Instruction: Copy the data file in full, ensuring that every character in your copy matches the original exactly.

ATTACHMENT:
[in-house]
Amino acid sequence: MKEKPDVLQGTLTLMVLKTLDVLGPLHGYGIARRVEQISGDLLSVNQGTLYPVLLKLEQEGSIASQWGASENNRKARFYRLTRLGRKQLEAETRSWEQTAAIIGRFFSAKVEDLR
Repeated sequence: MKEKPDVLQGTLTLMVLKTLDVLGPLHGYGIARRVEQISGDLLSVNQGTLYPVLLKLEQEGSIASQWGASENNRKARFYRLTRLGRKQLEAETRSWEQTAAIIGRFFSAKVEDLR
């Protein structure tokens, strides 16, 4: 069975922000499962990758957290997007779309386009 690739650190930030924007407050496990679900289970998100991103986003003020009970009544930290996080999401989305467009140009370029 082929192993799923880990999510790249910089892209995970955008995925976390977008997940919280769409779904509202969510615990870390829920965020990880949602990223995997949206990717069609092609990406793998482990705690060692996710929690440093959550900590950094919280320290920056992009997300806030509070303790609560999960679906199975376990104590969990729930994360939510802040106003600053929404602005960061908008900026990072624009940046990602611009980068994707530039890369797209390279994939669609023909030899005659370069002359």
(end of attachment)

[in-house]
Amino acid sequence: MKEKPDVLQGTLTLMVLKTLDVLGPLHGYGIARRVEQISGDLLSVNQGTLYPVLLKLEQEGSIASQWGASENNRKARFYRLTRLGRKQLEAETRSWEQTAAIIGRFFSAKVEDLR
Repeated sequence: MKEKPDVLQGTLTLMVLKTLDVLGPLHGYGIARRVEQISGDLLSVNQGTLYPVLLKLEQEGSIASQWGASENNRKARFYRLTRLGRKQLEAETRSWEQTAAIIGRFFSAKVEDLR
């Protein structure tokens, strides 16, 4: 069975922000499962990758957290997007779309386009 690739650190930030924007407050496990679900289970998100991103986003003020009970009544930290996080999401989305467009140009370029 082929192993799923880990999510790249910089892209995970955008995925976390977008997940919280769409779904509202969510615990870390829920965020990880949602990223995997949206990717069609092609990406793998482990705690060692996710929690440093959550900590950094919280320290920056992009997300806030509070303790609560999960679906199975376990104590969990729930994360939510802040106003600053929404602005960061908008900026990072624009940046990602611009980068994707530039890369797209390279994939669609023909030899005659370069002359």